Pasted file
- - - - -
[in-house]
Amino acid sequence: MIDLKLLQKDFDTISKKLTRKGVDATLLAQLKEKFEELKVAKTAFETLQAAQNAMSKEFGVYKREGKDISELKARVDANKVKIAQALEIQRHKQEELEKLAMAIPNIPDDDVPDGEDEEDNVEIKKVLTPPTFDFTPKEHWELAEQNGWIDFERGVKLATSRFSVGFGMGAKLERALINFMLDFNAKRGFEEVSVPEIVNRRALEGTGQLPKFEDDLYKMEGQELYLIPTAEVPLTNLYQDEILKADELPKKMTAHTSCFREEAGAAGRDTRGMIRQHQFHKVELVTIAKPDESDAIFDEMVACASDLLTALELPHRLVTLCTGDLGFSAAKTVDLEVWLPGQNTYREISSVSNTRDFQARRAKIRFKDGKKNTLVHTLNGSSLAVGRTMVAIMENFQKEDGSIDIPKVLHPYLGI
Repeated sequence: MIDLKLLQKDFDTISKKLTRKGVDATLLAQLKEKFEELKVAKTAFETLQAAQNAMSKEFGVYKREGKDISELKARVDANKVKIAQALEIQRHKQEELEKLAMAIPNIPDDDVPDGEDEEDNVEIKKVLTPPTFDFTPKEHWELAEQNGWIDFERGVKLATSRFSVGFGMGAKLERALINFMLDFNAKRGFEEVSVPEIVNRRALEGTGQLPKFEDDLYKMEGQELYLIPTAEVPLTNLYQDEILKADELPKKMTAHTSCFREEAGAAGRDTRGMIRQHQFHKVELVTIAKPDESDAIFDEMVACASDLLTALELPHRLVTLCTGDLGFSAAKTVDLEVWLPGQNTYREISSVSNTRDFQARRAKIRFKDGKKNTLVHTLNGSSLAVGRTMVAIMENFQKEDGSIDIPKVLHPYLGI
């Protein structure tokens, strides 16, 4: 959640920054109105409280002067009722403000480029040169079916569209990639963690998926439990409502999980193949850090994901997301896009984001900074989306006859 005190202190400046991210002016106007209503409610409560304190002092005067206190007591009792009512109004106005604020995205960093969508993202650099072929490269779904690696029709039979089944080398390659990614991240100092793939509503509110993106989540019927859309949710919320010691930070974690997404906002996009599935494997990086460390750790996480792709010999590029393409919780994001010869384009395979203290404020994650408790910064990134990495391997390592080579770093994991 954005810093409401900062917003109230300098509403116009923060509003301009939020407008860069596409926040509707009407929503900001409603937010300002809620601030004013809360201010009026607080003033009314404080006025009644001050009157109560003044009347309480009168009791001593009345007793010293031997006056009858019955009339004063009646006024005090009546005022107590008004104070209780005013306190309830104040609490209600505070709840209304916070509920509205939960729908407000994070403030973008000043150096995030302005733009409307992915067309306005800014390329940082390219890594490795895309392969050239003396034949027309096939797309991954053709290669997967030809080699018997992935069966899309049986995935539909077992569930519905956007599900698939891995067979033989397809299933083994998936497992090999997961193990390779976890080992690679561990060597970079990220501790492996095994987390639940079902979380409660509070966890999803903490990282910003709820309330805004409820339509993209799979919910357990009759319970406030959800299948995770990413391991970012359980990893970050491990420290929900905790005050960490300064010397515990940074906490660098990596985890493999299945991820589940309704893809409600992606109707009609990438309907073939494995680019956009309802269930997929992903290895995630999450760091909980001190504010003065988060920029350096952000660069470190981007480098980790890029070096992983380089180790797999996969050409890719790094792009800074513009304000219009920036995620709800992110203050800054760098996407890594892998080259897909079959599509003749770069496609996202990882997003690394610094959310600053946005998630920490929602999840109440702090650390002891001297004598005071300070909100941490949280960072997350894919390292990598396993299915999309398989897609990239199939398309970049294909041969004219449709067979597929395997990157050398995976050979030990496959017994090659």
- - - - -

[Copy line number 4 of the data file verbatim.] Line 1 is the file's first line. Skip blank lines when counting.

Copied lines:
């Protein structure tokens, strides 16, 4: 959640920054109105409280002067009722403000480029040169079916569209990639963690998926439990409502999980193949850090994901997301896009984001900074989306006859 005190202190400046991210002016106007209503409610409560304190002092005067206190007591009792009512109004106005604020995205960093969508993202650099072929490269779904690696029709039979089944080398390659990614991240100092793939509503509110993106989540019927859309949710919320010691930070974690997404906002996009599935494997990086460390750790996480792709010999590029393409919780994001010869384009395979203290404020994650408790910064990134990495391997390592080579770093994991 954005810093409401900062917003109230300098509403116009923060509003301009939020407008860069596409926040509707009407929503900001409603937010300002809620601030004013809360201010009026607080003033009314404080006025009644001050009157109560003044009347309480009168009791001593009345007793010293031997006056009858019955009339004063009646006024005090009546005022107590008004104070209780005013306190309830104040609490209600505070709840209304916070509920509205939960729908407000994070403030973008000043150096995030302005733009409307992915067309306005800014390329940082390219890594490795895309392969050239003396034949027309096939797309991954053709290669997967030809080699018997992935069966899309049986995935539909077992569930519905956007599900698939891995067979033989397809299933083994998936497992090999997961193990390779976890080992690679561990060597970079990220501790492996095994987390639940079902979380409660509070966890999803903490990282910003709820309330805004409820339509993209799979919910357990009759319970406030959800299948995770990413391991970012359980990893970050491990420290929900905790005050960490300064010397515990940074906490660098990596985890493999299945991820589940309704893809409600992606109707009609990438309907073939494995680019956009309802269930997929992903290895995630999450760091909980001190504010003065988060920029350096952000660069470190981007480098980790890029070096992983380089180790797999996969050409890719790094792009800074513009304000219009920036995620709800992110203050800054760098996407890594892998080259897909079959599509003749770069496609996202990882997003690394610094959310600053946005998630920490929602999840109440702090650390002891001297004598005071300070909100941490949280960072997350894919390292990598396993299915999309398989897609990239199939398309970049294909041969004219449709067979597929395997990157050398995976050979030990496959017994090659």